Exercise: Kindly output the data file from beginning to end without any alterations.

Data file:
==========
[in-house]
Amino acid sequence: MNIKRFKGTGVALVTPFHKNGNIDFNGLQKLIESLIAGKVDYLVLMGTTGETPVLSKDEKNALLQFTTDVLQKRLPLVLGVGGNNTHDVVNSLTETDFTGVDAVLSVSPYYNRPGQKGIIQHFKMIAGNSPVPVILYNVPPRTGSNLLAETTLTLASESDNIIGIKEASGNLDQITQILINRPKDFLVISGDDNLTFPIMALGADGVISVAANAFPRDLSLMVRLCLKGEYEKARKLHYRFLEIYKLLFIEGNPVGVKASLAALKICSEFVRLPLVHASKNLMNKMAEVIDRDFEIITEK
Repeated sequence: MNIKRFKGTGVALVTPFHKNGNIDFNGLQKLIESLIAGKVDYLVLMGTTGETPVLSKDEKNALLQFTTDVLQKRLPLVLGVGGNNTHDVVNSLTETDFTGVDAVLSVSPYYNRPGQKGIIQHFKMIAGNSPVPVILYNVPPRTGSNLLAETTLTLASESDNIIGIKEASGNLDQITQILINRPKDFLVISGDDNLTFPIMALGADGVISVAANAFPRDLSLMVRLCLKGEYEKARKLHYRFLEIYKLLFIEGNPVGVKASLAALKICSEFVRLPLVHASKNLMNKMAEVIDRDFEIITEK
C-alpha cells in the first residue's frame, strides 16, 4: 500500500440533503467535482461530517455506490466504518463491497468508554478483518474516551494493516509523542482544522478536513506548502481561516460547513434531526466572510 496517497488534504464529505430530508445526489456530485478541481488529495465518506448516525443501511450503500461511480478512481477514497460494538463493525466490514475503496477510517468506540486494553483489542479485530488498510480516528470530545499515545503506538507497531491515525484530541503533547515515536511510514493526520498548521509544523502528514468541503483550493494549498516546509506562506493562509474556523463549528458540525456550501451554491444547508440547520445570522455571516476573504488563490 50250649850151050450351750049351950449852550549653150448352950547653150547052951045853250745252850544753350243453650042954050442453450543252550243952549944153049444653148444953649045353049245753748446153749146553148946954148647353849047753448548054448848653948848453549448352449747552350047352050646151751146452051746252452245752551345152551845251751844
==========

[in-house]
Amino acid sequence: MNIKRFKGTGVALVTPFHKNGNIDFNGLQKLIESLIAGKVDYLVLMGTTGETPVLSKDEKNALLQFTTDVLQKRLPLVLGVGGNNTHDVVNSLTETDFTGVDAVLSVSPYYNRPGQKGIIQHFKMIAGNSPVPVILYNVPPRTGSNLLAETTLTLASESDNIIGIKEASGNLDQITQILINRPKDFLVISGDDNLTFPIMALGADGVISVAANAFPRDLSLMVRLCLKGEYEKARKLHYRFLEIYKLLFIEGNPVGVKASLAALKICSEFVRLPLVHASKNLMNKMAEVIDRDFEIITEK
Repeated sequence: MNIKRFKGTGVALVTPFHKNGNIDFNGLQKLIESLIAGKVDYLVLMGTTGETPVLSKDEKNALLQFTTDVLQKRLPLVLGVGGNNTHDVVNSLTETDFTGVDAVLSVSPYYNRPGQKGIIQHFKMIAGNSPVPVILYNVPPRTGSNLLAETTLTLASESDNIIGIKEASGNLDQITQILINRPKDFLVISGDDNLTFPIMALGADGVISVAANAFPRDLSLMVRLCLKGEYEKARKLHYRFLEIYKLLFIEGNPVGVKASLAALKICSEFVRLPLVHASKNLMNKMAEVIDRDFEIITEK
C-alpha cells in the first residue's frame, strides 16, 4: 500500500440533503467535482461530517455506490466504518463491497468508554478483518474516551494493516509523542482544522478536513506548502481561516460547513434531526466572510 496517497488534504464529505430530508445526489456530485478541481488529495465518506448516525443501511450503500461511480478512481477514497460494538463493525466490514475503496477510517468506540486494553483489542479485530488498510480516528470530545499515545503506538507497531491515525484530541503533547515515536511510514493526520498548521509544523502528514468541503483550493494549498516546509506562506493562509474556523463549528458540525456550501451554491444547508440547520445570522455571516476573504488563490 50250649850151050450351750049351950449852550549653150448352950547653150547052951045853250745252850544753350243453650042954050442453450543252550243952549944153049444653148444953649045353049245753748446153749146553148946954148647353849047753448548054448848653948848453549448352449747552350047352050646151751146452051746252452245752551345152551845251751844